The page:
திங்கள், 28 செப்டம்பர், 2015

Dubious "Sovereignty" defence

Dubious "Sovereignty" defence

[TamilNet, Sunday, 27 September 2015, 19:36 GMT]
Genocidal Sri Lanka's leading politicians and diplomats, past and present, have used sovereignty as a defense against international "intervention" in conducting investigations of international crimes: war crimes, crimes against humanity and genocide. While sovereignty, defined as "supreme authority within a territory" underpins the political authority bestowed to modern nation states and provides status for the state to be member of the world comity of nations, this authority is not absolute. As a signatory to United Nations charter, article 6 and 7, ‘Sri Lanka’ has accepted to compromise on its sovereignty, related to matters of international security and commission of international crimes.

‘Sri Lanka’ has consistently refused to sign the Rome treaty that governs the obligation to be accountable to the International Criminal Court (ICC) if crimes of humanity or war- crimes are alleged to have committed by a signatory state. The Prosecutor of the ICC can use his Article 15 proprio motu powers to authorize the commencement of investigations.

Non-signatories to the Rome statute can still be referred to the ICC if the Security Council takes up the case through referrals from the Secretary General.

Or, thirdly, according to Prof. Boyle, an expert in international law, the United Nations General Assembly (GA) can establish an International Criminal Tribunal for Sri Lanka (ICTSL) as a "subsidiary organ" under U.N. Charter Article 22, and organized along the lines of the International Criminal Tribunal for Yugoslavia (ICTY), which was established by the Security Council.

Thus, the sovereignty argument is untenable in these circumstances.

In addition to Sri Lanka's obligations under UN charter, the OISL report also has failed to recognize one aspect of sovereignty as pursued by Eelam Tamils where Tamils have consistently demanded that they be treated as equal partner in all international attempts to reach a political solution.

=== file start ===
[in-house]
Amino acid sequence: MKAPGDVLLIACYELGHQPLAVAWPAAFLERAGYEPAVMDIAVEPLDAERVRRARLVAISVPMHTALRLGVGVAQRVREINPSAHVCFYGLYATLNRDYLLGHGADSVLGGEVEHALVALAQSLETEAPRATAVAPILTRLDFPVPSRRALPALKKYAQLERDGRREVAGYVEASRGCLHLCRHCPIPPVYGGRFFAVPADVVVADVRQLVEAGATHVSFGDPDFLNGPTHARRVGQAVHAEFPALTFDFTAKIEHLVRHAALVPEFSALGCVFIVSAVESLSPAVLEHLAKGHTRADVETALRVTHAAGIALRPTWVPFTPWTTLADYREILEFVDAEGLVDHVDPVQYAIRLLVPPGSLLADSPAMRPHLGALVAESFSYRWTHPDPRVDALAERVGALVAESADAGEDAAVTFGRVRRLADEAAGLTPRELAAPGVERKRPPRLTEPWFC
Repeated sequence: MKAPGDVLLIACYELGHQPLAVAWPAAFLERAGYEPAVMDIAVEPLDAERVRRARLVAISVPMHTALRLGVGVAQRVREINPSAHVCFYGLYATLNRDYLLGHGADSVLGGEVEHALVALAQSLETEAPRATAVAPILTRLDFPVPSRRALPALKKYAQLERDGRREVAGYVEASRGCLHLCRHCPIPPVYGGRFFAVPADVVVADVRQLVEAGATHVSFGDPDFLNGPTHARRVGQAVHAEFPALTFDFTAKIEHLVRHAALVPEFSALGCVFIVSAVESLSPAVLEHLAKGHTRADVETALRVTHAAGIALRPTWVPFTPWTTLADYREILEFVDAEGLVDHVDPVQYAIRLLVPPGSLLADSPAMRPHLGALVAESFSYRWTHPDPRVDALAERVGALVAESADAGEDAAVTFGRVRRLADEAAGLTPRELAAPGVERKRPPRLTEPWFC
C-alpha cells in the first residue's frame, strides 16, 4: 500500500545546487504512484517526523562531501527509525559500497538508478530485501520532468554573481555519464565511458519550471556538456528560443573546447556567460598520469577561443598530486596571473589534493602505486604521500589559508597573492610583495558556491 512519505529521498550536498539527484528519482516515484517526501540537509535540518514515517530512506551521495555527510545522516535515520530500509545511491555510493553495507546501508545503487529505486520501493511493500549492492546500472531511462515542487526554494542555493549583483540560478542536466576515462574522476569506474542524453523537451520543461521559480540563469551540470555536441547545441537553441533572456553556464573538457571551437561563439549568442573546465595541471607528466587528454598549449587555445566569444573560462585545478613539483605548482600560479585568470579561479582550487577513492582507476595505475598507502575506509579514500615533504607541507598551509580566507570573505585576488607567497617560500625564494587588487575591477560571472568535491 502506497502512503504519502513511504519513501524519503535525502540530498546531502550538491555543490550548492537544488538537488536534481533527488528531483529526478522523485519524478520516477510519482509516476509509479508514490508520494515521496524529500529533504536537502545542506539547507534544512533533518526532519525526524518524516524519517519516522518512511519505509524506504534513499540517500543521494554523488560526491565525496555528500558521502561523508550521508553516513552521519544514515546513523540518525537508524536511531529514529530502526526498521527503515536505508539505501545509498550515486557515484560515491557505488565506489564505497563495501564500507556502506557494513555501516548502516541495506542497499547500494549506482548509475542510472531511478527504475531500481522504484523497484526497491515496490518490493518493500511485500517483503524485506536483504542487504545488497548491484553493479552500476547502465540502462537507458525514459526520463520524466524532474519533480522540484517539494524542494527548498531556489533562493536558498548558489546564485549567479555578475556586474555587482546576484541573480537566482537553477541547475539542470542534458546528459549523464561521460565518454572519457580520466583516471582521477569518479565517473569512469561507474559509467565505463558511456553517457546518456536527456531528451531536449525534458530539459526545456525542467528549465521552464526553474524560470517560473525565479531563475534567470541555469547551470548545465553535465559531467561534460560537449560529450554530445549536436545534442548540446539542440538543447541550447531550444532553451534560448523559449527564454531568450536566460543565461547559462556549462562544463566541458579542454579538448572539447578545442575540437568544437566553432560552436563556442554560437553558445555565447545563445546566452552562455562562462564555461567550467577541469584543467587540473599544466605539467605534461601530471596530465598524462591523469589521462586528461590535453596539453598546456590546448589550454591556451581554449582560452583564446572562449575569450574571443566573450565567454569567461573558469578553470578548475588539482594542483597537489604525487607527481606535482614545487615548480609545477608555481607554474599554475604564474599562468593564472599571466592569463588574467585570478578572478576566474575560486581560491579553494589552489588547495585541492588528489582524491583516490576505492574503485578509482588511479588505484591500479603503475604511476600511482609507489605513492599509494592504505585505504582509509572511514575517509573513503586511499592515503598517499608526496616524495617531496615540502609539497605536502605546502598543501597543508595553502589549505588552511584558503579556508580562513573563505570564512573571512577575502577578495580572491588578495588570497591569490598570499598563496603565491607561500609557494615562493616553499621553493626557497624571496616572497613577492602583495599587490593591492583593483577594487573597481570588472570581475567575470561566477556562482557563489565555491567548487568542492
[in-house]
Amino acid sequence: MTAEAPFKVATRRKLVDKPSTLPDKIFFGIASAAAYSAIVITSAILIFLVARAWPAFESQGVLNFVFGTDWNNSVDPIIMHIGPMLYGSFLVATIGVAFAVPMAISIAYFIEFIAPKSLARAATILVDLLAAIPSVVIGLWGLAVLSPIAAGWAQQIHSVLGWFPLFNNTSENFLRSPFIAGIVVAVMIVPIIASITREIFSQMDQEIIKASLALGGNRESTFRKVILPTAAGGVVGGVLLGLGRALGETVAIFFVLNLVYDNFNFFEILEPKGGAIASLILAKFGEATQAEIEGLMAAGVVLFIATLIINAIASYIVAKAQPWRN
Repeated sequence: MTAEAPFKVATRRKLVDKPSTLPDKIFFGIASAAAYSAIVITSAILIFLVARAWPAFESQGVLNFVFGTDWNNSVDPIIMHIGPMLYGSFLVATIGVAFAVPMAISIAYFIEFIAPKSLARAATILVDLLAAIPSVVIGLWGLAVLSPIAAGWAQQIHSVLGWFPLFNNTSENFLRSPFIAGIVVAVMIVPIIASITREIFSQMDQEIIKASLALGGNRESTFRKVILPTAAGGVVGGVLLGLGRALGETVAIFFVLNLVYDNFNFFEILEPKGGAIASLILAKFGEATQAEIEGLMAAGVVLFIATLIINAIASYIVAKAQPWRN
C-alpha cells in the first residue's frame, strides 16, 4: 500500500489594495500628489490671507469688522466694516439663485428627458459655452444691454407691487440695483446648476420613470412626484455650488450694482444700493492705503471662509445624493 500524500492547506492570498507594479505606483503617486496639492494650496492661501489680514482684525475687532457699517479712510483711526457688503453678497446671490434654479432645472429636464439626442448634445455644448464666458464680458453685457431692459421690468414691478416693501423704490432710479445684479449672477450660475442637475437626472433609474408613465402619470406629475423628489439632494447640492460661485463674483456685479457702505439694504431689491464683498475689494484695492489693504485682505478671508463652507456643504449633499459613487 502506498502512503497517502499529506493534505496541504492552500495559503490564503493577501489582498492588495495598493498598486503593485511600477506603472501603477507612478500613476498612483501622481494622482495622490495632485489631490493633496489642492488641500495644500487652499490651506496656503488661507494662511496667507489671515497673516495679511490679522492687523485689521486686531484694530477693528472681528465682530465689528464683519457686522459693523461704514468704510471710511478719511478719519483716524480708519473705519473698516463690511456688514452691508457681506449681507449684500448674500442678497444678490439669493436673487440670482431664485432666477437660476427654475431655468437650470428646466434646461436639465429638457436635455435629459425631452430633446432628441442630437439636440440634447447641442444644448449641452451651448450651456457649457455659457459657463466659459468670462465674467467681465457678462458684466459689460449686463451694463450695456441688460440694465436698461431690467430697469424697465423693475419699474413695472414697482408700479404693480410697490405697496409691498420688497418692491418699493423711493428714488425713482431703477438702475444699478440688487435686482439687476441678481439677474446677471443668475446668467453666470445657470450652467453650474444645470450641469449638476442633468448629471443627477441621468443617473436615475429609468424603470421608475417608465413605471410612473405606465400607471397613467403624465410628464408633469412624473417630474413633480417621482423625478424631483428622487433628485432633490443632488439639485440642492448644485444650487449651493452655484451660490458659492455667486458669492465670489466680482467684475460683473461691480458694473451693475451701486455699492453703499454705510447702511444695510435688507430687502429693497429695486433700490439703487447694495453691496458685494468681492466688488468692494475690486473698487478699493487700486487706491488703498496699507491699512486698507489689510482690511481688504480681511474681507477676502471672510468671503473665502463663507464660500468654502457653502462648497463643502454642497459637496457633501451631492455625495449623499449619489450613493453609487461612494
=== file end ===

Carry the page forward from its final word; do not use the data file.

The origins of Sri Lanka’s long festering conflict lie in genocidal Sri Lanka's unitary constitution which vests the exercise of sovereignty solely in the hands of Sinhala Buddhists.

But, Tamils' demand for self-determination in the past three decades posed persistent challenges to Sri Lanka's sovereignty. Tamils have consistently articulated in 1969 (Kodeeswaran challenge to language act), 1972 (Tamil boycott of Republic), 1975 (By-election of SJV Chelvanayagam), 1976 (Vaddukoddai resolution), 1977 (General election), 1985 (Thimpu talks) and 2003 (ISGA), with increasing vigor, that they have never acceded their sovereignty to the ‘Sri Lankan’ state. Ultimately, by refusing to surrender to the 2009 military offensive and fighting to death, the LTTE asserted again the Tamils right to sovereignty.

However, U.S. led UN resolution has made the sovereignty argument relatively moot, allowing Colombo to continue with the farcical "local mechanism" of investigating criminal conduct where the alleged criminals are also from the ruling class and the military of the unitary State of Sri Lanka.

U.S.'s signature in the UN resolution in the effort to placate the genocidal Sri Lankan state is clear from the ambiguous language that allows Sri Lanka to escape scrutiny of its criminal conduct in the Eelam war.

"The State Department's intervention to save Rajapakse in the U.S. Courts in 2013, and taking the lead to shape the operating paragraphs of the 2015 UN resolution toothless, symbolize the human rights double standard at the center of the Obama administration's foreign policy, preaching its inviolability vis-a-vis nation states that are innimical to its geopolitical interest, while pardoning the states such as Sri Lanka even for horrendous international crimes including the use of rape as weapon of war," Tamils Against Genocide [TAG], a US-based rights group which seeks legal redress for war-affected Tamils, said of the recent deliberations in the UN to push the ‘Sri Lanka’ resolution.

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